The wealth effect from home-price appreciation has been a clear driver of remodeling activity in recent years. Awash in home equity, homeowners have cashed out a portion of their gains to build additions and to redo bathrooms and kitchens. But now, as home prices moderate and it becomes a buyer’s market, some homeowners are taking their gains and moving after initially thinking about remodeling.
Let’s take the example of a couple who bought a home for $300,000 15 years ago and it is now conservatively worth $900,000. Their kitchen appliances need updating, and the space needs to be better configured for their family. They call a remodeler. He gives them a price of $100,000 to do the job. It’s a scary number for the homeowners.
Then a real estate agent sends a flier about a nearby home that has been on the market for over 100 days. The price is being lowered from $1.2 million to $1 million. The house is bigger. The taxes are the same. And more importantly the kitchen is new. They buy it and sell their current house “as is” for $900,000. They pay off their $150,000 mortgage and apply $750,000 to the new house. Their mortgage on their new house is $250,000, same as if they had remodeled the kitchen and rolled it into their old note. The only additional cost is $6,000 for moving expenses. But now they don’t have to cope with construction. They are into a better home for essentially the same dollars.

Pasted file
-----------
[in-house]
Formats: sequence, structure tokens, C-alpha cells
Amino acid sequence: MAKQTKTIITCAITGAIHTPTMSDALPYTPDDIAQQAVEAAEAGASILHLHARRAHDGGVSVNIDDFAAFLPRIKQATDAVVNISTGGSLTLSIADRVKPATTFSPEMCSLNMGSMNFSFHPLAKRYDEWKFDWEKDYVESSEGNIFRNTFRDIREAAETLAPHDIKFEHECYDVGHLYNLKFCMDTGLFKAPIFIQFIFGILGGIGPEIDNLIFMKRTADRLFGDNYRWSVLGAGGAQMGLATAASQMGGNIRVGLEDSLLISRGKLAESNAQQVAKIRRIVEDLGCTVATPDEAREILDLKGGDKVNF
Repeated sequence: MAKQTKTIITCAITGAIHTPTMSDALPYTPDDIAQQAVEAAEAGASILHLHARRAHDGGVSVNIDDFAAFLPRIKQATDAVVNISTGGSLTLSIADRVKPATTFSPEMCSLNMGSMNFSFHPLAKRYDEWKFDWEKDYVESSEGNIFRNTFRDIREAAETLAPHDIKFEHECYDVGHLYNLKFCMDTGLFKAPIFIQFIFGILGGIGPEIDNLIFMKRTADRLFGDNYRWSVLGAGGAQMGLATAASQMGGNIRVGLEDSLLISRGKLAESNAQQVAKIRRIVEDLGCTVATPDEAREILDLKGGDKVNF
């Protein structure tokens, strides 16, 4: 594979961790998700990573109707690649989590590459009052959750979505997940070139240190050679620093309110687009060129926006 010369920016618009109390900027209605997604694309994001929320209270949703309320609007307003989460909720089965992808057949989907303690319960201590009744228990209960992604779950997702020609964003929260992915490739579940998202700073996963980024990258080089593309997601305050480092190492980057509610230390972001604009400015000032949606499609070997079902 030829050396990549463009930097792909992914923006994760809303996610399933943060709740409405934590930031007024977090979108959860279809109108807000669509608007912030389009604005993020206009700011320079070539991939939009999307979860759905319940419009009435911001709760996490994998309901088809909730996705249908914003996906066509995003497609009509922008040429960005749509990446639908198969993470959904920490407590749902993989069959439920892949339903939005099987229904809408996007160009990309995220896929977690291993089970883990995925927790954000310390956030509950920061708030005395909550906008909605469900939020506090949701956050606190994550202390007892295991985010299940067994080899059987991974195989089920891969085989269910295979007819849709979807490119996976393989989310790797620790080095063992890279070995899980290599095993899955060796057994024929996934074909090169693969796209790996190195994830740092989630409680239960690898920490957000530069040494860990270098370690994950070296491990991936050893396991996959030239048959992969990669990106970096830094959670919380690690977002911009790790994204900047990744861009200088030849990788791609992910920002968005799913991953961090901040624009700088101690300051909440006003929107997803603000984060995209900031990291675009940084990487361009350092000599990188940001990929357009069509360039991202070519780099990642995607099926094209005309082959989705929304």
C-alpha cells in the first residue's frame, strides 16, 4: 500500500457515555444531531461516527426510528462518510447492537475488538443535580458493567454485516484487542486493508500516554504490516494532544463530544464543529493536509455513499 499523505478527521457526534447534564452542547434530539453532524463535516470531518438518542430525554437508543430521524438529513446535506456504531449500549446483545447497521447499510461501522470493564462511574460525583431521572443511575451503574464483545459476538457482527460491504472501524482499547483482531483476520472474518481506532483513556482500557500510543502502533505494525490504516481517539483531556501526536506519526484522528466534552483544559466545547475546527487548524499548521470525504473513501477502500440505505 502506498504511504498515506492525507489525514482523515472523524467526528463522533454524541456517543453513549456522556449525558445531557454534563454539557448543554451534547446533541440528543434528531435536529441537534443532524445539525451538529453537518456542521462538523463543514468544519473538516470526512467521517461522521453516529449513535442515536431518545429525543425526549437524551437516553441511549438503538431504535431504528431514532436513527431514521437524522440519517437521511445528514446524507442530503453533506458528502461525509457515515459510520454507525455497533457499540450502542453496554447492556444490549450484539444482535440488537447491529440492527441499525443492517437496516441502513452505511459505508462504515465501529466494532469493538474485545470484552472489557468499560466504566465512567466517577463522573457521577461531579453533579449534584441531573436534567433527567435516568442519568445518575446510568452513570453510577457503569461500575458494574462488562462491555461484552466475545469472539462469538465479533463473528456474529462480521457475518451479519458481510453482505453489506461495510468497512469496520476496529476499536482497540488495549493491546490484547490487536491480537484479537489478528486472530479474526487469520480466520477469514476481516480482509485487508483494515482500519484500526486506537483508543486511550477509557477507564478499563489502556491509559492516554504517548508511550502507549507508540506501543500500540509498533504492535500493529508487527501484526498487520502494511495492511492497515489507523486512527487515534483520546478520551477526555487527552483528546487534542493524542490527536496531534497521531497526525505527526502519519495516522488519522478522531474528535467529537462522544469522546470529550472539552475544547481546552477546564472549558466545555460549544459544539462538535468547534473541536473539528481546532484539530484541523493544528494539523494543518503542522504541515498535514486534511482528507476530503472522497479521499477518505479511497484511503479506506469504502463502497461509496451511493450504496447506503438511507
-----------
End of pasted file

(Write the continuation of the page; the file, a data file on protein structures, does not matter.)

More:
This scenario plays out everyday. And although it is still just a small portion of the remodeling market, I think smart remodelers should be cognizant that the move-or-remodel scenario is more fluid than before.
Some homeowners are more footloose and ready to move. For those remodelers who keep to a very tight geographic service area, a deep understanding of local home values will come as a big benefit these days. The ability to assess a homeowner’s overall real estate options before coming back with a price is more important than ever. Maybe a smaller scope and a $75,000 price instead of a full scope for $100,000 would have kept that homeowners in place and converted them into a client.
Editor’s Note: We are pleased to highlight two new departments in the magazine. You will find a new monthly feature highlighting the achievements of the national Remodelor of the Month from the Remodelors Council of the NAHB. And on page 22 we debut the renewal of our continuing education program with the National Association of the Remodeling Industry. To earn CEUs, simply register at NARI.org or QualifiedRemodeler.com. Then take the quiz about the first guest column written by Darius Baker, CR, CKBR.